Having looked in more detail at output, we are going to focus on user input this time. Basically, it is a revision of what we have applied in previous lessons already.
If you want the user to assign a value to a variable, you have to write
- the name of the variable
- the symbol for assigning a value to it (=)
- the function input()
You could leave the brackets of the input function empty, but this way, the user would not know what to enter. It makes more sense to write an instruction to let the user know what should be entered. Remember that when writing text, the data type is character or string and needs to be inside quotation marks “”.
When following this instruction, Python will consider the input to be a string. This means, that you cannot do any mathematical calculations with it even if the user enters numbers. If you do not want the data type to be string, you need to let Python know what data type you want using the functions for data type. For this, you have to change step 3 of the previous instruction: Instead, you write the data type’s function first, for example int() for integer, and then you put the input function inside the brackets of the data type’s function.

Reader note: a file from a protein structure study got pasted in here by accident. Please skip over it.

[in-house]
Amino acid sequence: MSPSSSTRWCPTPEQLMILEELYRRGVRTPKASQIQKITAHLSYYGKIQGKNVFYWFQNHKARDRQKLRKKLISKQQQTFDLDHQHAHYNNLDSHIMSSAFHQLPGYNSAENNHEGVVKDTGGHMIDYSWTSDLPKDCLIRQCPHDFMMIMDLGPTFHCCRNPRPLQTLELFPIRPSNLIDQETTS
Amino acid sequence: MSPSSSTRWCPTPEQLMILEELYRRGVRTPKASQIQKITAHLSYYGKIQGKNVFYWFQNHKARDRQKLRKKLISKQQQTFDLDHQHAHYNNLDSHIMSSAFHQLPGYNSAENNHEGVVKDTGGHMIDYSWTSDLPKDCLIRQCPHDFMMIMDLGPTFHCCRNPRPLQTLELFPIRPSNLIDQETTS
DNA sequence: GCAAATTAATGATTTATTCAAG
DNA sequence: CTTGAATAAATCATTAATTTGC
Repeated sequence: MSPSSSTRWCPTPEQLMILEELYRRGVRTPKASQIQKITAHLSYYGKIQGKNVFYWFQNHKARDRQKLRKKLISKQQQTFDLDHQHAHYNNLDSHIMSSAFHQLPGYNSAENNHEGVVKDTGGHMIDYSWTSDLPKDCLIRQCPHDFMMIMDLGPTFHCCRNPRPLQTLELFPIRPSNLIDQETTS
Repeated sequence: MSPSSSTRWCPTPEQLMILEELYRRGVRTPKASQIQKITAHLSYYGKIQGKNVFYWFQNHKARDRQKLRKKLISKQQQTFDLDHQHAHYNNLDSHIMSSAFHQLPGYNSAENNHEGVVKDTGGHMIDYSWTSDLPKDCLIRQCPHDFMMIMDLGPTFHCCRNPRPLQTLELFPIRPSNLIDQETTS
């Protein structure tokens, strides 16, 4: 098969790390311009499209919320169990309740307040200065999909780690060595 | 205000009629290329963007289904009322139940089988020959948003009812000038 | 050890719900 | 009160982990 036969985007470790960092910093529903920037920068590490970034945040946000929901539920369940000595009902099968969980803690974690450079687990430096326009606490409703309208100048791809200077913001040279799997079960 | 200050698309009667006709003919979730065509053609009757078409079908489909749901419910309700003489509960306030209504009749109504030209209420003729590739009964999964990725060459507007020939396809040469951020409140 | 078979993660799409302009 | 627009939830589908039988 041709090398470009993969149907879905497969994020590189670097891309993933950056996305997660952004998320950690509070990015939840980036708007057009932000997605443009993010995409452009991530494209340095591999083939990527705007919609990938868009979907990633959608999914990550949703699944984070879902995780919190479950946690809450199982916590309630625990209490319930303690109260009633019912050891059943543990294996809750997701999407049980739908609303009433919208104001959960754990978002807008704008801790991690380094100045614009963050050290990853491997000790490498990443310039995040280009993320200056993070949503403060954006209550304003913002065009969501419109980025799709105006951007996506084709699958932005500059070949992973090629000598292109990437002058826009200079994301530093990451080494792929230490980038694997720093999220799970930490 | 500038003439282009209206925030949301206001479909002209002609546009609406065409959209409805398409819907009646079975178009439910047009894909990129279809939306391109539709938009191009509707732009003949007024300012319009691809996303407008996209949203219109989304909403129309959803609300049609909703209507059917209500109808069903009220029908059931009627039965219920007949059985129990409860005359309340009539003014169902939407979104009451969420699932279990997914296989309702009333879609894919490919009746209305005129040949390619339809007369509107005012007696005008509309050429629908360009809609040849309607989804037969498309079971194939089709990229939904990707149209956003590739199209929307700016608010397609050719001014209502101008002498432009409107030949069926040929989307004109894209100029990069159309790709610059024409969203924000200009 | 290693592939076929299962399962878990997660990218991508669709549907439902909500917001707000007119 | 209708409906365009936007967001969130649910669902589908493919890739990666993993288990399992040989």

Now it’s time to practice:
Write a program that will prompt the user for a temperature in Fahrenheit and then convert it to Celsius. You may recall that the formula is C = 5 ∗ (F − 32)/9. Make sure that the resulting temperature is rounded to two decimals (Hint: Remember the last lesson).
The result may look like this: